Europe has been bitten by the fusion bug. With ITER currently under construction France, the EU is adding another mega-project to its fusion repertoire, HiPER ( HIgh Power laser Energy Research). Last week the current phase of HiPER was officiated as participating countries signed the necessary legal documents. Although there are just a few key players (The UK, France, and the Czech Republic) participation is global, involving 26 institutions from 10 countries, our own Lawrence Livermore National Laboratory in CA among them.
HiPER aims to demonstrate the feasibility of laser driven fusion. By now we’ve heard enough about the benefits of fusion energy that it has nearly become the poster child of clean, green power. And in many ways, it is. HiPER will use sea water as its main source of fuel while producing zero hazardous wastes (e.g. greenhouse gases and radioactive material).
Laser fusion works conceptually the same way any atom fusing technology would, by fusing two hydrogen nuclei forming helium and releasing a whole lot of energy in the process. In theory,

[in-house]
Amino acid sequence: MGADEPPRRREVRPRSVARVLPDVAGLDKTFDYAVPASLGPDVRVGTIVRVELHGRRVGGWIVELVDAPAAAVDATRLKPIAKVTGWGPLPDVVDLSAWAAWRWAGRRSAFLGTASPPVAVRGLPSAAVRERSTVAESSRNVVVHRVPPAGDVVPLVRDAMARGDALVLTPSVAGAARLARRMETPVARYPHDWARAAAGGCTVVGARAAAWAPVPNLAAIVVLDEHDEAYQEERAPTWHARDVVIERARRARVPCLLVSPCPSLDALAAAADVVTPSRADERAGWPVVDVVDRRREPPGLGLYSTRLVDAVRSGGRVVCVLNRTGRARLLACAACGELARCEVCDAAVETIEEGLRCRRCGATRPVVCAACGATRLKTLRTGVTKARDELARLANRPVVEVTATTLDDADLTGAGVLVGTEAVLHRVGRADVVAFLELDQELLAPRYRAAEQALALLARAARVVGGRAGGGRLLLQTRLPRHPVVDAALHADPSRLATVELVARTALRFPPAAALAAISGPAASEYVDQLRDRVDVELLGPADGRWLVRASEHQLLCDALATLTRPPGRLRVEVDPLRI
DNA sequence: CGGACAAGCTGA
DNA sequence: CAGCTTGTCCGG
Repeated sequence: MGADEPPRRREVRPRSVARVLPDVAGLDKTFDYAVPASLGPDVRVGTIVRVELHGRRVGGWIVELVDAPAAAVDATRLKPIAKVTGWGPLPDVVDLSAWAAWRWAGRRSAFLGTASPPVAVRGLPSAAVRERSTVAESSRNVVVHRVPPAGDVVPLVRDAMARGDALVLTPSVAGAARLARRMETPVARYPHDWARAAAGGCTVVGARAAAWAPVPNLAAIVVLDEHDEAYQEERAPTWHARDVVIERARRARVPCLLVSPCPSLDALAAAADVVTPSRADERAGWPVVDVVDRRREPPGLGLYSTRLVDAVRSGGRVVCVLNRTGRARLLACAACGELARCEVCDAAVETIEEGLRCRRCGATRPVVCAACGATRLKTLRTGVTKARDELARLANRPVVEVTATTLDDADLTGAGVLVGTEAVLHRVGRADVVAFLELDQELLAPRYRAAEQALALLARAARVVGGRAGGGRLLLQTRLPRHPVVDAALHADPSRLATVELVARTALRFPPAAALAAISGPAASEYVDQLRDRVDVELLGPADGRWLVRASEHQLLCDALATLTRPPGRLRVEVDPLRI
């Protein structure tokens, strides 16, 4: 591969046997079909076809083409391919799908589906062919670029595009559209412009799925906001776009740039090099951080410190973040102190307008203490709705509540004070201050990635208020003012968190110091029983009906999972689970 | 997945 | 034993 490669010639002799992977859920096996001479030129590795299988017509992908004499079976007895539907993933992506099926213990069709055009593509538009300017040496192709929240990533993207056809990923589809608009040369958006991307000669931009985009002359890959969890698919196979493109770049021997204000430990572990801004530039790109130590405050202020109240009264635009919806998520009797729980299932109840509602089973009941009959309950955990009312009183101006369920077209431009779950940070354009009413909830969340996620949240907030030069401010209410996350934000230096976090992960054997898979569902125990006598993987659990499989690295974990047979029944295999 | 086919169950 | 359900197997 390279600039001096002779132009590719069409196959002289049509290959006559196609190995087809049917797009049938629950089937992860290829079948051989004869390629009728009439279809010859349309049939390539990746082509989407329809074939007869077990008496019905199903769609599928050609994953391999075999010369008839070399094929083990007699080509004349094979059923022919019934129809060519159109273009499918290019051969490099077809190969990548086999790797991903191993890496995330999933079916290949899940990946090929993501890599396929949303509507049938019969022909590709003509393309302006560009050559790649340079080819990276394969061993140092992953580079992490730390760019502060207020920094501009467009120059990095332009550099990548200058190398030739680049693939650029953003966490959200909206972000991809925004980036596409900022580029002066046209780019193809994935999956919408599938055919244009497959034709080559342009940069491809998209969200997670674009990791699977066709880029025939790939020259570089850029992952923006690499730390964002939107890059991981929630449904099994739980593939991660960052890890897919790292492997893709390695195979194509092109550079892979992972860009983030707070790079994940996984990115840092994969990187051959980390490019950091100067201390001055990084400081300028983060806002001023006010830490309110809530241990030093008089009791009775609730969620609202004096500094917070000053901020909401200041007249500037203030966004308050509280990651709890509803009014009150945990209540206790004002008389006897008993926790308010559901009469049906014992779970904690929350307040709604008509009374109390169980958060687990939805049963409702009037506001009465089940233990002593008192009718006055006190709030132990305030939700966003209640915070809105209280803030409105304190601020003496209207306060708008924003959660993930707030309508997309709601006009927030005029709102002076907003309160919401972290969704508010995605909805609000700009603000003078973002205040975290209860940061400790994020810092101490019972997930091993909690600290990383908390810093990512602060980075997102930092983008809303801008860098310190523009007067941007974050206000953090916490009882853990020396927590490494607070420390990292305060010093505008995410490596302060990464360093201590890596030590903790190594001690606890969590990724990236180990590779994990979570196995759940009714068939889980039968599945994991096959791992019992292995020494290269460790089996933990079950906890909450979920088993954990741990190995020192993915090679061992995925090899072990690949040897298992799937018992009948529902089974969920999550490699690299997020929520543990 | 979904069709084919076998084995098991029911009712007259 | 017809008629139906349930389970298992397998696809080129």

fusion creates more energy than it uses-but scientists haven’t been able to achieve this outcome yet. All fusion attempts have put more energy into the system than received.
HiPER would use a high-power laser to compress a pellet of deuterium and tritium ( ‘heavy’ hydrogen isotopes) to a density 30 times that of lead. A second laser pulse would then shoot the pellet, raising its temperature to more than 100 million degrees Celsius.
Scientists already know laser driven fusion is possible, but the question remains as to whether this technique can be translated into viable commercial energy production. During the next few years, HiPER fusion scientists will be working on answering that question.